– The Sun News

Nigeria in search of history

Newton Jibunoh

Sometime last week, as I pondered on the next topic for my column, I was reminded by a member of my desert expedition team that drove with me from Nigeria to London in 2008, Ebun Olatoye, that next month would be the 10th anniversary of that journey and also the 15th anniversary of my first solo expedition driving from London to Nigeria across Europe, the Mediterranean Sea and the Sahara. While I was still reflecting on all this, I got a call from a lady that called herself Aisha from Kaduna. The lady said she had followed my stories for over 40 years and has been following my contribution in The Sun newspaper and wondered if Nigerians do read because, if they
do, they would come to realise that I warned the country barely 20 years ago about the current crises we now seem to be experiencing with the herdsmen. Then in an angry voice, she told me that Nigerians kill our history and kill our heroes as well. I was not sure if that was a compliment; however, I thanked her for following my story and reading this column every week like she said. She may be right because I know of a few heroes that have been killed and a few historical moments that are no longer remembered.

I recall the Independence Building in Lagos that was built to commemorate the most important moment in our history, our freedom. It was the most beautiful sight you could find anywhere and the tallest building in Nigeria that attracted tourists from all over the world. It was a monument sited in the most celebrated open space known then as the Race Course but now known as Tafawa Balewa Square. Another masterpiece was the Federal Secretariat in Ikoyi. These buildings were examples of a city that was a masterpiece to behold. We were a nation that treasured its history and created lasting memories with the present. Decades later, many of the monuments lie in deplorable states, almost as if what they represent no longer matters or is no longer remembered.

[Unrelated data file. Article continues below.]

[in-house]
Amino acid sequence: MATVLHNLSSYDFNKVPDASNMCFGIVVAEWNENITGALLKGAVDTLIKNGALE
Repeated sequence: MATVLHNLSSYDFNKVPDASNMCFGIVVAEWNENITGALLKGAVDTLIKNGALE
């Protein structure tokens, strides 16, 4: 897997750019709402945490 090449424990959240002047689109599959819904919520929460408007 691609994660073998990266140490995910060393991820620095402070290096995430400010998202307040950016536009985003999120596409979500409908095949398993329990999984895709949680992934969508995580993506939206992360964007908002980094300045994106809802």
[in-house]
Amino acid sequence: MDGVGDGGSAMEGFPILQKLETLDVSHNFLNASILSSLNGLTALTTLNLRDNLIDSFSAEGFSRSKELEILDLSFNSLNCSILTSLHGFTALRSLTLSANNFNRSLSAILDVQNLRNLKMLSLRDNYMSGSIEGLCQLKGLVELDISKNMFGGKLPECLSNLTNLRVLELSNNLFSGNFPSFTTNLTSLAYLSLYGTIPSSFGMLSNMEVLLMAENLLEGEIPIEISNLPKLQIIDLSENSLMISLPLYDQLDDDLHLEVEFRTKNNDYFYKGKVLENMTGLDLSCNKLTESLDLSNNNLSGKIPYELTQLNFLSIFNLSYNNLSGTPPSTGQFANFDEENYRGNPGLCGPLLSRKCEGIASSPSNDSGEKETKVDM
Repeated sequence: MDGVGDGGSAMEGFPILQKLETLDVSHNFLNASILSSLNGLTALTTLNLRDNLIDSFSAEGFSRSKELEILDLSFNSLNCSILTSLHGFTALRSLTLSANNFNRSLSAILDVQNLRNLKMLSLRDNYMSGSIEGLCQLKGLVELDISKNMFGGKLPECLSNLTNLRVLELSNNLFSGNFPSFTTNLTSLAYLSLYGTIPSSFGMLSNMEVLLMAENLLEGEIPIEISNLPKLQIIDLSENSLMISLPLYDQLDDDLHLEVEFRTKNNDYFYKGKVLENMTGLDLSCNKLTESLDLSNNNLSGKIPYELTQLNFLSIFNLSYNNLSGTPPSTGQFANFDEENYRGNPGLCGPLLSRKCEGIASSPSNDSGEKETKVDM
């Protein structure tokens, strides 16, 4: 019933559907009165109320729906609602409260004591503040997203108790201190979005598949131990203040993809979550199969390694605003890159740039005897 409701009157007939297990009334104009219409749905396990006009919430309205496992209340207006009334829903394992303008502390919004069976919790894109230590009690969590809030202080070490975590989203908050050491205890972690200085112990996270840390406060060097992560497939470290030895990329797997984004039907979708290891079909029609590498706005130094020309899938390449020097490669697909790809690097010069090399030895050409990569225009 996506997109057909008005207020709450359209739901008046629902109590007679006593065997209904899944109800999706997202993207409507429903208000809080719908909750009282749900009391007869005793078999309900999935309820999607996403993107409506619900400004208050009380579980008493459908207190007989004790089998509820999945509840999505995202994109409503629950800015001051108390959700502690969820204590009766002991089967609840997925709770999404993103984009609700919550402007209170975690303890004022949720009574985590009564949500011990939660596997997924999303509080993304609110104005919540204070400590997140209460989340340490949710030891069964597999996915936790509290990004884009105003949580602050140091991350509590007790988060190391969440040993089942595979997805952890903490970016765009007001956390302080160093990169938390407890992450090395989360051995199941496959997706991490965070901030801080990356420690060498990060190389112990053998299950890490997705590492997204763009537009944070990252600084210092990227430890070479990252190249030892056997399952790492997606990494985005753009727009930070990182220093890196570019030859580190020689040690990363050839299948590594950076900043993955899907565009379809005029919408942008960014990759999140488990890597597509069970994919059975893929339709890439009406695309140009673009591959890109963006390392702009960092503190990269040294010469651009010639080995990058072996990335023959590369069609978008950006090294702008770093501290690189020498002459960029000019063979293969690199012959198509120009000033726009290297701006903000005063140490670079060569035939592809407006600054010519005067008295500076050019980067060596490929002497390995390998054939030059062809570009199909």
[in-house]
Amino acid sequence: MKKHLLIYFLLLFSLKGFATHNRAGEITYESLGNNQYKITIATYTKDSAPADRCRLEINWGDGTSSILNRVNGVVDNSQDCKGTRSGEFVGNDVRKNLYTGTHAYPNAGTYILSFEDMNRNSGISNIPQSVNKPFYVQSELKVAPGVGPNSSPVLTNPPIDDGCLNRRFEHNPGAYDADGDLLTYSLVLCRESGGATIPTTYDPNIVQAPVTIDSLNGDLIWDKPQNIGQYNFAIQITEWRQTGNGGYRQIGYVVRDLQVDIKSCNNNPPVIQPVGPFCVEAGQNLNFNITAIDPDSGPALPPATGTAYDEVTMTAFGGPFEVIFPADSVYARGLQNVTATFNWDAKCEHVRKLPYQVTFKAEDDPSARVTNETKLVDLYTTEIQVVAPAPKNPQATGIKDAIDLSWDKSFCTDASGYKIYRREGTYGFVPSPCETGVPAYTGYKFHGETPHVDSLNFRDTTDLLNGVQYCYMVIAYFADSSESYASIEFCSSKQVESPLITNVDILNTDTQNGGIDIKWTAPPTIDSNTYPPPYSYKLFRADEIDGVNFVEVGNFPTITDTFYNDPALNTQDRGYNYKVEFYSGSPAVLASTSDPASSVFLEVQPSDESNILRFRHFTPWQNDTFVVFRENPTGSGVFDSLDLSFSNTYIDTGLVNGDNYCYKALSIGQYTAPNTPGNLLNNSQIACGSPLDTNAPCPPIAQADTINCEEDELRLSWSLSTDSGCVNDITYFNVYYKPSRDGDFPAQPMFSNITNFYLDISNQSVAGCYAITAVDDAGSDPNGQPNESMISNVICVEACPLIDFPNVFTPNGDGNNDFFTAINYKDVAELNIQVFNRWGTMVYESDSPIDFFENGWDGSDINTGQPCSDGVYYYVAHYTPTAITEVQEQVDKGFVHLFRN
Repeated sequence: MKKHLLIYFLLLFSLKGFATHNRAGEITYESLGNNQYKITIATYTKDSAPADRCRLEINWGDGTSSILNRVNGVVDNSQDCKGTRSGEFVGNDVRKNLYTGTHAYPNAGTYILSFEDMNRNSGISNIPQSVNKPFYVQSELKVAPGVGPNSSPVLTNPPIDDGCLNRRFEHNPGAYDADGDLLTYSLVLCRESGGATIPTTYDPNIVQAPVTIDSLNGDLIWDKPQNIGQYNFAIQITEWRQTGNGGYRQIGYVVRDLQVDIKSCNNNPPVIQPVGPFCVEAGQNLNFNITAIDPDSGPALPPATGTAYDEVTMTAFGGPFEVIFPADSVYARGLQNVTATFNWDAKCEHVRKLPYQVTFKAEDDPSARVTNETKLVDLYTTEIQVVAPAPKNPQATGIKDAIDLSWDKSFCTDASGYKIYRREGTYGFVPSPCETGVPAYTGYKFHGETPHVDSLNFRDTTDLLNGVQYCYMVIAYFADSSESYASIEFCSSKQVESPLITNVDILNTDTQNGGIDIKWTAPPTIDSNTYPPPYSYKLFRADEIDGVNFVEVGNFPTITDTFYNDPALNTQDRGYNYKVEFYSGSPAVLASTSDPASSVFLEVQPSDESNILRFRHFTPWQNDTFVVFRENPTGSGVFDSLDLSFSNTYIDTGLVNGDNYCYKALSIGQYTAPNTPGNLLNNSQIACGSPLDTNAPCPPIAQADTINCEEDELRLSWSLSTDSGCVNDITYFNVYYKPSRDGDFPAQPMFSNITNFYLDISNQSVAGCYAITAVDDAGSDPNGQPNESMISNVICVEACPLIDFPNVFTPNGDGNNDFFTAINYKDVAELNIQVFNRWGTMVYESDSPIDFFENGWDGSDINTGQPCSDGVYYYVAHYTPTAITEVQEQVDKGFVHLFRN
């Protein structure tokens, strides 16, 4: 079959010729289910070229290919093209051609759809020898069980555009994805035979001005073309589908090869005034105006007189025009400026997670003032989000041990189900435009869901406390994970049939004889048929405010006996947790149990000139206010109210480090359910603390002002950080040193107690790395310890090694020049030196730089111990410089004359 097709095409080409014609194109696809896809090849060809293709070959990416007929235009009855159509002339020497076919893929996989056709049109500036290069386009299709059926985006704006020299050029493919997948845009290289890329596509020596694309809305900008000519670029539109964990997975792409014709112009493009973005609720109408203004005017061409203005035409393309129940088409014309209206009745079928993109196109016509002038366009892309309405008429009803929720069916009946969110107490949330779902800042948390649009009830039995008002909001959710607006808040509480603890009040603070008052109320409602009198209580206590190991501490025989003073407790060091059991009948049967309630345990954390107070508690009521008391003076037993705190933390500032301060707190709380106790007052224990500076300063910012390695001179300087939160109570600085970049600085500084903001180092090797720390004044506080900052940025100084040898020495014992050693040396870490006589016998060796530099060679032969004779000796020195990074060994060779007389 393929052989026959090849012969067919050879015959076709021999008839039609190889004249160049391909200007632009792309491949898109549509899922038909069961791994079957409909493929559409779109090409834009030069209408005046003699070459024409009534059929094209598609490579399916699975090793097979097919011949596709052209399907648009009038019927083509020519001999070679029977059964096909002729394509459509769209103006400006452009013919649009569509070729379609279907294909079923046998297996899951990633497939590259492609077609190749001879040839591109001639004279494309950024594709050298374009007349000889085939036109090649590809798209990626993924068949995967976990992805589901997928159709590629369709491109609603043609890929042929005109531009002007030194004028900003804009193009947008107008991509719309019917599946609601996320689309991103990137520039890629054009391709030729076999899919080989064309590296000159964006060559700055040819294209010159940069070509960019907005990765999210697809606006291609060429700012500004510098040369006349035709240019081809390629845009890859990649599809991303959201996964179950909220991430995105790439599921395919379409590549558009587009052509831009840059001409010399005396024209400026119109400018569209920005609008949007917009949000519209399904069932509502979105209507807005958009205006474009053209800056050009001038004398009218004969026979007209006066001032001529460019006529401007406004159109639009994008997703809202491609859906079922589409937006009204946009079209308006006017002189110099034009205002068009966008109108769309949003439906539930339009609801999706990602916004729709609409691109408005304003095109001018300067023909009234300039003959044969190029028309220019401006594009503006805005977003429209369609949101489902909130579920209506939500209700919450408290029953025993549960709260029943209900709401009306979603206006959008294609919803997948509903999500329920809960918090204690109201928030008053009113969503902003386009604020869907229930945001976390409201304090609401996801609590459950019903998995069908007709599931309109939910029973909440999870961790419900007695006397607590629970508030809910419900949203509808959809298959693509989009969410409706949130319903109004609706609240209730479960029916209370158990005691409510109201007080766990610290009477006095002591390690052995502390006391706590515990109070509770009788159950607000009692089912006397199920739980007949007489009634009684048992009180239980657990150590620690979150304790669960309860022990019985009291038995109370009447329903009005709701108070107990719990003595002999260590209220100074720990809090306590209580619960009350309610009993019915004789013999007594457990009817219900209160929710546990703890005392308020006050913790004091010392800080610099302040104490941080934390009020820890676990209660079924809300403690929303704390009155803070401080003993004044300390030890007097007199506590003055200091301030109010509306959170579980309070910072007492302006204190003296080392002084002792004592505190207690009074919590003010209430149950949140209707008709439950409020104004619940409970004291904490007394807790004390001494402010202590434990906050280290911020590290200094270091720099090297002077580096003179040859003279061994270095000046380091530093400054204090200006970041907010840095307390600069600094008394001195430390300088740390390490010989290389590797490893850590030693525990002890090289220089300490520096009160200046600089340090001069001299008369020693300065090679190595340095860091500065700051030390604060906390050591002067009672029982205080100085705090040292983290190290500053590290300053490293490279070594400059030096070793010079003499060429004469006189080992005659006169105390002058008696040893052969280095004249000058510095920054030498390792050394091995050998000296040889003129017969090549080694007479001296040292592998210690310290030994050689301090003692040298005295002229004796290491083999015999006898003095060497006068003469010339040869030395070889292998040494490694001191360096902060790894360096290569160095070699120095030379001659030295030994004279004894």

As it stands, it appears that no government in Nigeria today including the federal government can afford to build such monuments certainly not with the way we share our profits and capital coming from our oil resources. So, for today’s column, I will attempt to recall the past by sharing some historical and iconic photographs from my expeditions.

In 1968, I went on my first expedition, driving from London to Lagos, Nigeria. It was a solo trip. I didn’t choose to do it alone but because no one wanted to come with me. It was the same with my second trip, this time from Nigeria to London. However, this time around, it wasn’t an isolated trip though I was making the journey alone. NTA and CNN covered the expedition all the way to London including the warm reception that I received there by the then Nigerian high commissioner to the UK, Prince Bolaji Ajibola. These expeditions made me more aware of the extent of degradation taking place in the environment and how little was being done to stop it and repair the damage that had been done.

Ten years ago, I turned 70; it was a time when climate change and desertification, drought and famine were very topical issues engulfing many countries, especially in Africa. Nigeria, like many other countries, was just realising the need for climate mitigation and adaptation. It was forgotten that I had warned the nation about impeding catastrophes.

With the little support that I got from the diplomatic community, the foreign affairs ministry and a few private organisations, a team of six men and women volunteered to accompany me on my third expedition with the theme “Passing on the torch,” because I knew then that it would take the younger generation to continue and complete this campaign as some of the projects to mitigate would take somewhere between 40 and 50 years to materialise. We were flagged off in Lagos by the then governor of Lagos State, then the ministry of foreign affairs and the ministry of the environment in Abuja and the emir of Kano Alhaji Ado-Bayero in Kano.